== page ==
Close to 900 servers were recently hacked employing critical vulnerability in Zimbra Collaboration Suite, which had a zero-day status without a security patch for around six weeks.

The known vulnerability (CVE-2022-41352) is a remote code execution (RCE) flaw that enables threat operators to transmit an email with a malicious attachment that deploys a web shell in the Zimbra Collaboration Suite server, while also concurrently bypassing dedicated antivirus scans.

According to expert cybersecurity firm Kaspersky, many different Advanced Persistent Threat (APT) groups exploited the critical flaw after it was first reported on Zimbra forums.

The cybersecurity company commented that it had detected 876 servers that were being compromised by advanced level attackers leveraging the weakness before the vulnerability was widely publicised and received its designated CVE tracking identifier.

Actively exploited

Weeks ago, a report from software company Rapid7 warned users of the active exploitation by hackers of CVE-2022-41352 and encouraged admins to deploy the available workarounds as a security update was not yet available at the time.

However, as the warning was issued, a proof of concept was uploaded by threat operators that empowered even the most low-skill hackers to use the vulnerability to launch effective assaults against unprotected servers.

As a result, Zimbra has released a dedicated security fix included in its Zimbra Collaboration Suite version 9.0.0 P27, swapping out the vulnerable component with Pax and extracting the weak element that was making exploitation possible for attackers.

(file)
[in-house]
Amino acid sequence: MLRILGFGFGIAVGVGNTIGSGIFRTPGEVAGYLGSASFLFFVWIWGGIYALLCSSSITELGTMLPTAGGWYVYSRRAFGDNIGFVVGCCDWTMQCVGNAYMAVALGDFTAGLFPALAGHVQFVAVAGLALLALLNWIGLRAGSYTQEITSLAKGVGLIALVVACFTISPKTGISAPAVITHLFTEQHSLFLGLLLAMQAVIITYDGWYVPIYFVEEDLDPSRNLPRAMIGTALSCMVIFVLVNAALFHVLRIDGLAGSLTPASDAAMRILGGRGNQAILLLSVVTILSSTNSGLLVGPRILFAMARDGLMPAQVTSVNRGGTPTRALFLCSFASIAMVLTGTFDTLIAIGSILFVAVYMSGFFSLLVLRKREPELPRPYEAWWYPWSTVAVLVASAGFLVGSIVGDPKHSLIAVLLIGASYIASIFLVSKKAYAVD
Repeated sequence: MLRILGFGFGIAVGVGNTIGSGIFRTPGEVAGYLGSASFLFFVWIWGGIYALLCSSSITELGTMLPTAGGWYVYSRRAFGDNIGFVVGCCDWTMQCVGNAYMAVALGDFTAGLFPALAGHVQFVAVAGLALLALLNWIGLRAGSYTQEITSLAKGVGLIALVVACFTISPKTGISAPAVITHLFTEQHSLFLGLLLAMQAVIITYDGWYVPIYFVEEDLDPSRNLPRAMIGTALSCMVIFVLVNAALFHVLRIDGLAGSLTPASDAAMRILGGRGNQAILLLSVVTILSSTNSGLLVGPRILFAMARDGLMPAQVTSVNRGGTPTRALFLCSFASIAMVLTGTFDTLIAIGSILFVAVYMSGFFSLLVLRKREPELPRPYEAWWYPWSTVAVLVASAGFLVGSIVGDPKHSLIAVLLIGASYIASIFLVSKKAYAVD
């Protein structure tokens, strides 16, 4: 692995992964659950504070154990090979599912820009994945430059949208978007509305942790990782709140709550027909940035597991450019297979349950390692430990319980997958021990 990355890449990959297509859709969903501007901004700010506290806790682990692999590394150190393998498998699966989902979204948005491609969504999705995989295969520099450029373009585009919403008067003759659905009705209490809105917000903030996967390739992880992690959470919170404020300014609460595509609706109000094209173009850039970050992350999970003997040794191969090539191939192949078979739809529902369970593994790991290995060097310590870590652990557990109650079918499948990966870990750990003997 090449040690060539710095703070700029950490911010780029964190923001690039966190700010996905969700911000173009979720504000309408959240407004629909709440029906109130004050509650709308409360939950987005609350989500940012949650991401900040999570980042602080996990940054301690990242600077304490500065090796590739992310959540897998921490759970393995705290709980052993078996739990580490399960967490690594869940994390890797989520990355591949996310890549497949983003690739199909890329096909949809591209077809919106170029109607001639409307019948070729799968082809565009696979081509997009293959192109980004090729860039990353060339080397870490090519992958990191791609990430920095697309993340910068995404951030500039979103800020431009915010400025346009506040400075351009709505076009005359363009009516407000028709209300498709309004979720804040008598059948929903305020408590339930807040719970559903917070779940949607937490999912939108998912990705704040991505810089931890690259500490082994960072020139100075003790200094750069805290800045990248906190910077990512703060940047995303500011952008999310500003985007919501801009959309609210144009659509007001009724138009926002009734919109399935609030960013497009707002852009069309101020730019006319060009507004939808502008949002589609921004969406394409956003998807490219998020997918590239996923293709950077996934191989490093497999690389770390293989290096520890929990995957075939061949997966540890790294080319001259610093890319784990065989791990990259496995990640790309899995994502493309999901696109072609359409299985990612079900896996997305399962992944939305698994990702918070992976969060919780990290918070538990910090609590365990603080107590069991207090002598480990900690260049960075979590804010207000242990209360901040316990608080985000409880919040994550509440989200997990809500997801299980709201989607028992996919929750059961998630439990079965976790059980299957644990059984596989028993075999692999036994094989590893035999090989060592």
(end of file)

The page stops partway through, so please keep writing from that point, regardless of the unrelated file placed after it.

Unfortunately, by this time the malicious exploitation activity had picked up speed, and multiple threat operators had already begun unleashing opportunistic attacks on vulnerable servers.

Incident response specialists Volexity reported recently that its expert analysts had identified around 1,600 Zimbra Collaboration Suite servers that were compromised by threat operators, leveraging the critical vulnerability to plant web shells.

Employed by sophisticated hacking groups

During a conversation with computer help site BleepingComputer, cybersecurity firm Kaspersky commented that an unknown Advanced Persistence Threat group taking advantage of the critical vulnerability had likely assembled a working exploit by using the information first posted on the Zimbra forums.

The initial attacks began in September and targeted vulnerable Zimbra servers based in India along with some located in Turkey. This first wave of cyberattacks was most likely a testing wave aimed at low-interest victims to evaluate how effective the attack could be in a largescale campaign. It was Kaspersky’s assessment that the threat operators compromised a total of 44 servers in this first attack wave.

Once the critical flaw became known to the public, the hackers shifted gears and started to perform widescale targeting in the hope of compromising as many servers around the world as possible before administrators acted and patched systems to shut out intruders.

The second wave unleashed had a greater effect, infecting a total of 832 servers with harmful web shells. However, these attacks were far more random in nature than the previous assault in wave one.

Zimbra Collaboration Suite admins are advised to apply the available security update immediately.